“When I first came here, tired of cities and people, I settled down on a little farm...130 acres of the most beautiful, primitive land to be found in California.” So wrote Jack London when in 1905, he purchased Beauty Ranch in Sonoma Valley as his haven from extraordinary success as an author, news correspondent and political activist. Over a century later, as the Jack London Historic State Park (JackLondonPark.com), it welcomes visitors with hiking trails, historic tours and unique insights into a literary giant.A Quietude of Beauty
I accidentally discovered the park 20 years ago on a rambling drive up to Glen Ellen. An admitted lover of London’s writings (he wrote over 50 books, and hundreds of short stories), having the opportunity to visit his home was irresistible. My visit was too short, and I promised myself I would return. At this year, I did.
London and his wife Charmian bought what were actually six bankrupt ranches. The volcanic soil of the region was considered “worked out” by poor farming techniques. But in his travels, London had observed how Koreans had successfully used terracing and methods that preserved limited land for thousands of years, and was determined to apply the practice to his new ranch. He succeeded, restoring the sloping hills to produce grapes and other crops. Incorporating innovative concepts would become his hallmark, and many are still used today. His passion for Beauty Ranch actually drove his writing, which he saw as a source of funding for ongoing projects.
In London’s time, the open view from the sloping hills of Sonoma Mountain that overlooked the Valley of the Moon was stunning. A century later, native trees and plants have reclaimed the area, and a quiet forest cloaks much of the ranch’s peaceful 1400 acres.Time Capsule
In 1916, at age 40, London died of gastrointestinal uremic poisoning. Charmian remained on the ranch until her death in 1955. At her behest, 39 acres were donated to the State of California in 1959 to create the park. Jack’s stepsister, Eliza Shepard, to whom he was very close, inherited the property, converting it into a guest ranch. Subsequently her family decided to develop a world-class vineyard on a portion of the land, with the rest going to the park.
At the park’s heart are the Museum/Visitor’s Center, London Cottage, Beauty Ranch and Wolf House, each a window onto the early 20th century. Start with the Museum, situated in the House of the Happy Walls, formerly Charmian’s home. The first floor’s video and exhibits provide an excellent orientation; the second floor is as it was in Charmian’s time, showcasing artifacts gathered from their travels.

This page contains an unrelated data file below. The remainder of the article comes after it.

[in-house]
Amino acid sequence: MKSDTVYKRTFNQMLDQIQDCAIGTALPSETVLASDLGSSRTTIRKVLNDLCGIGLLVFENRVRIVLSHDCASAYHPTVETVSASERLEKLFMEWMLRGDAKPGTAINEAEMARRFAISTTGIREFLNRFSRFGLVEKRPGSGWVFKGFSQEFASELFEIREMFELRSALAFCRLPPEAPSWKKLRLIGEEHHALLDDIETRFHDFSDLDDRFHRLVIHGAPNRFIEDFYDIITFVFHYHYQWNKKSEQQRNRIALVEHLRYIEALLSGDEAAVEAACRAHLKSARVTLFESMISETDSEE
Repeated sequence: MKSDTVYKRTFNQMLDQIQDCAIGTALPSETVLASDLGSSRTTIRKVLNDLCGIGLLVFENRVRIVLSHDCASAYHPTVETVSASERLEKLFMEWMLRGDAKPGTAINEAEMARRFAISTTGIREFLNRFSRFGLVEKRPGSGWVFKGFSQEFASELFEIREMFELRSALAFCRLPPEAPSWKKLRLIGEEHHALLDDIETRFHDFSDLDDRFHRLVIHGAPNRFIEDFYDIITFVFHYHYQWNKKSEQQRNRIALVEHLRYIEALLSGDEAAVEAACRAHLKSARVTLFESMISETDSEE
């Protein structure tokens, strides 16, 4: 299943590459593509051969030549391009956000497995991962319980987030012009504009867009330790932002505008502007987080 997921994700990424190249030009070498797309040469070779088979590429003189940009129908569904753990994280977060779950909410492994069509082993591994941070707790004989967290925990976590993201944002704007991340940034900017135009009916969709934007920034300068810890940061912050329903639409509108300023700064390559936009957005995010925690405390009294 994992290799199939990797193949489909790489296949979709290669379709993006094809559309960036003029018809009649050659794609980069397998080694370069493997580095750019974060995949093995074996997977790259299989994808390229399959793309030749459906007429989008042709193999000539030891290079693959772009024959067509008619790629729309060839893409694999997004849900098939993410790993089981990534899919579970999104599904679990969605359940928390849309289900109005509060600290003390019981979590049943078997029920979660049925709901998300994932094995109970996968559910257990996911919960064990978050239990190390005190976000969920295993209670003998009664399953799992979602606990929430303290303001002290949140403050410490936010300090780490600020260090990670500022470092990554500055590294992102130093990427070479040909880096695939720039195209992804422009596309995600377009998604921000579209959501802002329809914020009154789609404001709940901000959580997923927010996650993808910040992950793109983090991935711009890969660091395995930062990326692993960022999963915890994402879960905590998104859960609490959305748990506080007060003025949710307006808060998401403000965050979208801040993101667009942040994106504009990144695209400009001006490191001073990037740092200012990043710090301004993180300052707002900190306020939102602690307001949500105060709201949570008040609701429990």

Make Wolf House your next stop, about a half mile walk on an old dirt road. This was London’s magnificent three-story dream home, built of stone and timber, with a reflecting pool, guest rooms, a great hall. But in 1913, a mysterious fire consumed it just before the Londons were to move in. Nobody knew the source until 1995, when forensic analysts at last determined it was a result of spontaneous combustion from a workman’s linseed-oil soaked rags. On a nearby hilltop are the Londons’ graves.
London’s Cottage anchors Beauty Ranch. Take the docent tour to learn fascinating insights for each room and the Londons. My favorite room was his writing study, replete with books, his typewriter, a globe, golden afternoon sunlight strewn across his desk. I could imagine him, adhering to his strict regimen of writing 1000 words per day, gazing thoughtfully out the large windows as he worked on John Barleycorn or White Fang. Often described as a Renaissance man, he would have been fascinating to speak with.
Close by are the ruins of the Kohler and Frohling wineries dating back to late 1800s, damaged during the great 1906 earthquake. Check out the stone Distillery, Manure Pit and Stallion Barns where London implemented some of his innovative farming practices, as well as the circular Pig Palace, smokehouse and old silos. Throughout the year, events, performances and activities are held at different locations.
I recommend comfortable walking shoes. A free shuttle service is available; reservations should be made in advance. There are also self-guided audio tours. People can even bring their horses to ride the trails. Picnic tables are available, or you can take a 5-minute drive down to Glen Ellen to dine.
In today’s overly hurried world, a visit to Jack London’s ranch provides a welcome respite, an insight onto a man who shaped the literary world, and who inspired me to become a writer.